The Challenge of Domestic Terroism to American Criminal Justice. (Feature)

By Daniels, Deborah J. | Corrections Today, December 2002 | Go to article overview

The Challenge of Domestic Terroism to American Criminal Justice. (Feature)


Daniels, Deborah J., Corrections Today


Domestic terrorism poses perhaps the greatest challenge ever faced by American criminal justice. The Sept. 11th terrorist attacks introduced a new era in. criminal justice in this country and around the world. Today, every criminal justice official -- whether at the federal, state or local level -- must be prepared to deal with terrorism and its various manifestations in domestic crime.

Every part of the criminal justice system is affected by terrorism in some way. In many correctional and other criminal justice agencies, employees have been called away from their regular jobs to serve on active military duty in the nation's war on terrorism. Police departments struggle with deployment when officers must be pulled off their beats to bolster security at airports, reservoirs, power plants, bridges and other critical structures. Each new anthrax incident or terrorist warning results in an increase in calls for service to investigate reports of spilled powder or suspicious packages or people. With the FBI's increased focus on counterterrorism, local police and prosecutors will likely be called upon to take on a more prominent role in investigating and prosecuting bank robberies, white-colar crime and other incidents that traditionally have been within the domain of federal law enforcement.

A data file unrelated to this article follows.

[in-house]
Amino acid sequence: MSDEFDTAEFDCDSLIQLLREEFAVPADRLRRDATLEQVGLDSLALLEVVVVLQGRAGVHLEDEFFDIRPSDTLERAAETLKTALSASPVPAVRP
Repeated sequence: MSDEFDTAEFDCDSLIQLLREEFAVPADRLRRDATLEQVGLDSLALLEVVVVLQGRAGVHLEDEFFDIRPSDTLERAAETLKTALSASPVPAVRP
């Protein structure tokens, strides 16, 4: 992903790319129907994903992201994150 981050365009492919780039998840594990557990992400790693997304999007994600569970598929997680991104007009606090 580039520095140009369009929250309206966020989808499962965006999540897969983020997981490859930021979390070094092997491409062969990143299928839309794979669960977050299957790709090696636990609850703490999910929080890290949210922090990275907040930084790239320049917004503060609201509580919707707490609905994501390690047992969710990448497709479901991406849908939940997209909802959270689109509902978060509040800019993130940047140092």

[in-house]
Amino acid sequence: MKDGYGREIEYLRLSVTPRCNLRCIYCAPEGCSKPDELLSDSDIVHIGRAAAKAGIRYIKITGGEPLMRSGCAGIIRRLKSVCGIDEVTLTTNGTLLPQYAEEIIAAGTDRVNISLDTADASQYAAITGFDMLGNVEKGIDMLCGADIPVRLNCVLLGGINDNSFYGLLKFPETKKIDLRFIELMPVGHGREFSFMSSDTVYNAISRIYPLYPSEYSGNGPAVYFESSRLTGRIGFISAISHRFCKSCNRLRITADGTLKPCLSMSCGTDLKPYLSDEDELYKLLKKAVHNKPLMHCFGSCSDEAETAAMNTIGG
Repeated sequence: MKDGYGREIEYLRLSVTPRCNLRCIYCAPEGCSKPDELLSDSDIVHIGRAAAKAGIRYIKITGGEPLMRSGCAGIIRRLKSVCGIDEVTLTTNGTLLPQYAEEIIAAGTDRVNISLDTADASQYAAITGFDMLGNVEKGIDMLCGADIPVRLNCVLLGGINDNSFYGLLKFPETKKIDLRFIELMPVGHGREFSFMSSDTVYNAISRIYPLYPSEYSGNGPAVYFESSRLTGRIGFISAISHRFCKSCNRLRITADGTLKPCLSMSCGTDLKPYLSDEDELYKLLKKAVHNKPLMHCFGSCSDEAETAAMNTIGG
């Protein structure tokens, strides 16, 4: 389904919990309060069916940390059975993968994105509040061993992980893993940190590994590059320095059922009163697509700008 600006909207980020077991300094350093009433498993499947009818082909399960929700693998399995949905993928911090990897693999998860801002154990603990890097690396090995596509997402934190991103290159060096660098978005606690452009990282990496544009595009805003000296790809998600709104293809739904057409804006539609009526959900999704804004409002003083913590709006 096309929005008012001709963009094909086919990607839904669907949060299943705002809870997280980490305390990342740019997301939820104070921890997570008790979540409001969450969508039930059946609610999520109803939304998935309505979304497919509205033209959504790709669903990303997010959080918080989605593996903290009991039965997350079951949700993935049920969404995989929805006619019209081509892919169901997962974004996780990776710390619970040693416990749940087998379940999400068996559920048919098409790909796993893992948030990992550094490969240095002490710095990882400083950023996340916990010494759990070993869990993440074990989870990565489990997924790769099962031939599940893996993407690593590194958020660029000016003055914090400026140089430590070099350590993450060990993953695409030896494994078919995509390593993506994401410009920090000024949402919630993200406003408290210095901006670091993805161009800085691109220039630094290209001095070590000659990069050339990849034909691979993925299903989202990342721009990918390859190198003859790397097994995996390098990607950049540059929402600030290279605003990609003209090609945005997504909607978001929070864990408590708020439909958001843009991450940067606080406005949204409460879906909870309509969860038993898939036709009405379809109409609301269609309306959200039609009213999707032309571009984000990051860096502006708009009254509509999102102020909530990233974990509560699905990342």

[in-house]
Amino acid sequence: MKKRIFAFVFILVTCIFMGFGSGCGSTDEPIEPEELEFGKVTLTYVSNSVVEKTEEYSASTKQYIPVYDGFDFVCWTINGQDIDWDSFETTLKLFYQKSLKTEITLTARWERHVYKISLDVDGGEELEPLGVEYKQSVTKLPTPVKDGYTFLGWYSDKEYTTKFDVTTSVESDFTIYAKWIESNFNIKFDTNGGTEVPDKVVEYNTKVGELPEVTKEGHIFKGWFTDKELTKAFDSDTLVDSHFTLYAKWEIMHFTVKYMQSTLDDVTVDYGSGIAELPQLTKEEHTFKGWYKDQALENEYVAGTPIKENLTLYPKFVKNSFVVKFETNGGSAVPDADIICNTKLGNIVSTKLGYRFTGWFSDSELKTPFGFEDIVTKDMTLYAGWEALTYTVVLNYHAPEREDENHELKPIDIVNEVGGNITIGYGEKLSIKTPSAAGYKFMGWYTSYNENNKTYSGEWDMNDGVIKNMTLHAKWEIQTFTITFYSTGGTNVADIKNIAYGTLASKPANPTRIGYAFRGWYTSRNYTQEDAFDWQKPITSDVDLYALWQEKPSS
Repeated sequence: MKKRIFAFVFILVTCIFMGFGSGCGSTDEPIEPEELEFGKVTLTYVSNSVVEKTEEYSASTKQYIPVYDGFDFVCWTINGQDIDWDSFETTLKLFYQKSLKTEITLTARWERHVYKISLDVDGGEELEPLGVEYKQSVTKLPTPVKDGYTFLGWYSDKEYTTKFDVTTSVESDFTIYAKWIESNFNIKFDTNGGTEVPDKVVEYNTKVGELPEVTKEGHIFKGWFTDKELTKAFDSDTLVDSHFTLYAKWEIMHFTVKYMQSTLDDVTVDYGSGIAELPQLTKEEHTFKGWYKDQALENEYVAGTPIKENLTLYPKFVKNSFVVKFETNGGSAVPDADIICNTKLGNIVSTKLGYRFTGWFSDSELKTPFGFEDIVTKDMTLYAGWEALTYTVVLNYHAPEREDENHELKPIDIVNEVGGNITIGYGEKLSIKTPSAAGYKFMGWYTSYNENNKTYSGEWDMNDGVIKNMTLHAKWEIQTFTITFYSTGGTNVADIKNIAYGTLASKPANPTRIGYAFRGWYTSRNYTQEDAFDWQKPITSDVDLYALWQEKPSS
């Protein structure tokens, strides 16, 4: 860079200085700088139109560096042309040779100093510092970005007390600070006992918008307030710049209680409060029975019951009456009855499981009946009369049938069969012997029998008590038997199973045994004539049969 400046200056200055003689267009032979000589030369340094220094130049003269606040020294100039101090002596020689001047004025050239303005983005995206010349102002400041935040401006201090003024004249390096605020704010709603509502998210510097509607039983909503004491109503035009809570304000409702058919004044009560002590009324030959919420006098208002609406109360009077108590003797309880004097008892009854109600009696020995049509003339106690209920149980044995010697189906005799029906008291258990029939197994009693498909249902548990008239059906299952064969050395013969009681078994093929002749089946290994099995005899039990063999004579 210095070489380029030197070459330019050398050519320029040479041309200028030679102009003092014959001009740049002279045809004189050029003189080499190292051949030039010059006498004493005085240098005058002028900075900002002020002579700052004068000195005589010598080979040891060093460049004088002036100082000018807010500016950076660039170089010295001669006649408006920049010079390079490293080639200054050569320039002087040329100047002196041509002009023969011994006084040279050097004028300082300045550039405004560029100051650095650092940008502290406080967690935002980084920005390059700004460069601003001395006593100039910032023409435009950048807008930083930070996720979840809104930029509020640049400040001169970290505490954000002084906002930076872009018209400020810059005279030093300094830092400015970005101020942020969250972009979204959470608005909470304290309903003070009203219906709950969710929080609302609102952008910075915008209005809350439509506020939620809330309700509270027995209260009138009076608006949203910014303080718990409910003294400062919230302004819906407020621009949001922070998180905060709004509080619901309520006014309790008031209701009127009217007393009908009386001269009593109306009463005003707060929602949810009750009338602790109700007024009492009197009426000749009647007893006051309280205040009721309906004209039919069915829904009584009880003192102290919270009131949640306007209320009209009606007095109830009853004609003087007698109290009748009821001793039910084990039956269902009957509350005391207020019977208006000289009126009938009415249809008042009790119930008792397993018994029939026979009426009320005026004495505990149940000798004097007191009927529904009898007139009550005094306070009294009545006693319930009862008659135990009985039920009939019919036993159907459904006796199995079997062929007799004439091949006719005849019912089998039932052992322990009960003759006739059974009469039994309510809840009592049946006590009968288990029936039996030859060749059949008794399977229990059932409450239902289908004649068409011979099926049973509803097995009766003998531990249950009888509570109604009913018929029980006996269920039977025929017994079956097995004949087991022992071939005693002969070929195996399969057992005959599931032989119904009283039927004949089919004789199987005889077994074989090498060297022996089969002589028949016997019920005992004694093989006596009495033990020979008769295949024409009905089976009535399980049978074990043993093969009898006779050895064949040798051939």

Terrorism and Traditional Crime

Criminal justice practitioners also must be more alert to the link between terrorism and crimes such as drug trafficking, cybercrime and identity theft. Federal law enforcement officials report that terrorists have turned to such crimes to finance and support their activities. For example, Drug Enforcement Administration Administrator Asa Hutchinson has said that the DEA received intelligence from multiple sources that Osama bin Laden himself has been involved in the financing and facilitation of heroin-trafficking activities.

Moreover, the DEA reports that al Qaeda received significant financial support from the opium trade in Afghanistan. A DEA investigation earlier this year discovered that drug networks in the United States have funneled illegal profits to Hezbollah, the militant Shiite group based in Lebanon that engineered the truck bombing of the U.S. Marine barracks in Beirut in 1983, and other Middle Eastern terrorist organizations. Much in the same way that other organized crime operations have funded their illegal activities and made huge profits through illegal drug distribution, so, too, do terrorist networks finance their deadly schemes in this way. In calling for increased enforcement and demand reduction efforts, President Bush has said, "It is important for Americans to know that [drug trafficking] finances the work of terror, sustaining terrorists, that terrorists use drug profits to fund their cells to commit acts of terror."